A recent study conducted by researchers at the University of California, Berkeley, has revealed that birds are significant hosts of the bacterium Borrelia burdorferi, which is responsible for Lyme disease. The disease is most often associated with being spread to humans from bites by infected ticks.
The spreading of Lyme disease has been previously linked to small mammals such as wood rats and squirrels, but the new study, published in the journal PLOS ONE, is one of the first – and certainly the most comprehensive – to look at the role of birds as hosts for the bacteria.
The study’s lead author Erica Newman said that the link between birds and the endurance of Lyme disease bacteria is “poorly understood.” Newman, a UC Berkeley PhD student in the Department of Environmental Science, Policy, and Management, added, “This is the most extensive study of the role of birds in Lyme disease ecology in the western United States, and the first to consider the diversity of bird species, their behaviors and their habitats in identifying which birds are truly the most important as carriers.”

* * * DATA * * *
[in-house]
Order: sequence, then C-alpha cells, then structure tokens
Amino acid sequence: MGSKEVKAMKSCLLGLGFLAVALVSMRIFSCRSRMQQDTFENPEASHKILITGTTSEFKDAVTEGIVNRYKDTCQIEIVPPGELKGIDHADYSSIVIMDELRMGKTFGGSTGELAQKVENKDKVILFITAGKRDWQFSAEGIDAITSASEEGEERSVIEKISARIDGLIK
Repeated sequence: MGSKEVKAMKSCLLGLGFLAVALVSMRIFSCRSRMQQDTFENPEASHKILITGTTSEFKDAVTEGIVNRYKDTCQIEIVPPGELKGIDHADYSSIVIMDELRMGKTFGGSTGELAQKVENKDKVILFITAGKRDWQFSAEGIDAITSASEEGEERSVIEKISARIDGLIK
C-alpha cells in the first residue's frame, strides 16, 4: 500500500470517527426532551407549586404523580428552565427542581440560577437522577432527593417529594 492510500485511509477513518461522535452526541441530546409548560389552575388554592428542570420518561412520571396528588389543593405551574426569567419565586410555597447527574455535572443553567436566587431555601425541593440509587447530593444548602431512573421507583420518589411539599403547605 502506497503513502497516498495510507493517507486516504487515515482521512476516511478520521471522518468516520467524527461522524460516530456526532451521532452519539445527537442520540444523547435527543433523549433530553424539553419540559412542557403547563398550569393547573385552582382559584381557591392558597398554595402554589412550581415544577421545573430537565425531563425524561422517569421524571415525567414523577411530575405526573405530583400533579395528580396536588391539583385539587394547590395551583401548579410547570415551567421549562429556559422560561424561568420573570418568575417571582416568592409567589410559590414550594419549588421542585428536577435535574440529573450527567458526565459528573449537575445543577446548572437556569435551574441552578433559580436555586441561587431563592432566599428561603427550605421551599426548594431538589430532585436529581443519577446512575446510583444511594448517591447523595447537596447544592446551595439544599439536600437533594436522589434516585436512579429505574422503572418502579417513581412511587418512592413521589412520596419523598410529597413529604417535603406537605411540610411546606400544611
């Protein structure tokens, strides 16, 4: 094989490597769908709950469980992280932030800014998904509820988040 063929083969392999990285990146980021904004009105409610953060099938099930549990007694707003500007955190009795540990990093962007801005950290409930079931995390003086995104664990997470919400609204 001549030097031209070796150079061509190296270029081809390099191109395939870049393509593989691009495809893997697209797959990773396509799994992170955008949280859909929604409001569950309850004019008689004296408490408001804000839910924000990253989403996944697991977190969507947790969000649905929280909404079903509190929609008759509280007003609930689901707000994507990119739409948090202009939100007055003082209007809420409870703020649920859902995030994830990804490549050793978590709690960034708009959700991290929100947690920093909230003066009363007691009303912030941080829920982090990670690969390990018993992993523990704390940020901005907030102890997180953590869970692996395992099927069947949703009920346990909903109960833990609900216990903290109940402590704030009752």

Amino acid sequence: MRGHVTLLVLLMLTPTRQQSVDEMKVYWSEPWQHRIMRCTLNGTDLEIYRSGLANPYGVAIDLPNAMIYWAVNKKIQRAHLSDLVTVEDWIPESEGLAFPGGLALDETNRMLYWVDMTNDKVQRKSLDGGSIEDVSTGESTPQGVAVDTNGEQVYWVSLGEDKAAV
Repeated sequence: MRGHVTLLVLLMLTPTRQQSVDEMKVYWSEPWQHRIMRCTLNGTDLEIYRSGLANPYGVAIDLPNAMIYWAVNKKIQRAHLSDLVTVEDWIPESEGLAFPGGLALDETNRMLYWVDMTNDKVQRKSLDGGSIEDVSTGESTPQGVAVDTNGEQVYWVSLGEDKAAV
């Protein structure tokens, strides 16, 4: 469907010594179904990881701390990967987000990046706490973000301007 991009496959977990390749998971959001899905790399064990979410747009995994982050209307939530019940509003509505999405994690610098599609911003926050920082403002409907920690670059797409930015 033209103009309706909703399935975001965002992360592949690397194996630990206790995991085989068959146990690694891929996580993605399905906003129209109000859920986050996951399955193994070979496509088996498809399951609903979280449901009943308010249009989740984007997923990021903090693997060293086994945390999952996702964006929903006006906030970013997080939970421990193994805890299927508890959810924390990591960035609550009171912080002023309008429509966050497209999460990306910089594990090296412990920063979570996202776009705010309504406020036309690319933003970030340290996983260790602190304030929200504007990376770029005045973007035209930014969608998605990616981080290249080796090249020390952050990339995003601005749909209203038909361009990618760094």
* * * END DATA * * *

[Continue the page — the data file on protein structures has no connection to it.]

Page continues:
Some species of the Lyme-carrying birds identified included American robins, golden-crowned sparrows, and dark-eyed juncos, which are often found in large numbers in suburban areas. To produce their findings, researchers analyzed bird and tick samples gathered from four different sites within the UC Hopland Research and Extension Center in northwest California. It was found that 57 of the 100 birds that carried ticks also carried the Lyme disease bacteria.
Morgan Tingley, an ornithologist unconnected to the UC Berkeley-led study, said, “Birds are much more capable of carrying diseases long distances than the small-mammal hosts typical of Lyme disease, and so may constitute an underappreciated component of Lyme disease ecology.”
Tingley added a caution for future researchers: “Particularly as we look to the future, birds may end up playing a larger role in disease ecology than other animals because of their ability to quickly and easily move long distances and to new habitats. In the same way that airplanes can help spread disease across nations, birds do the same thing for our ecosystems.”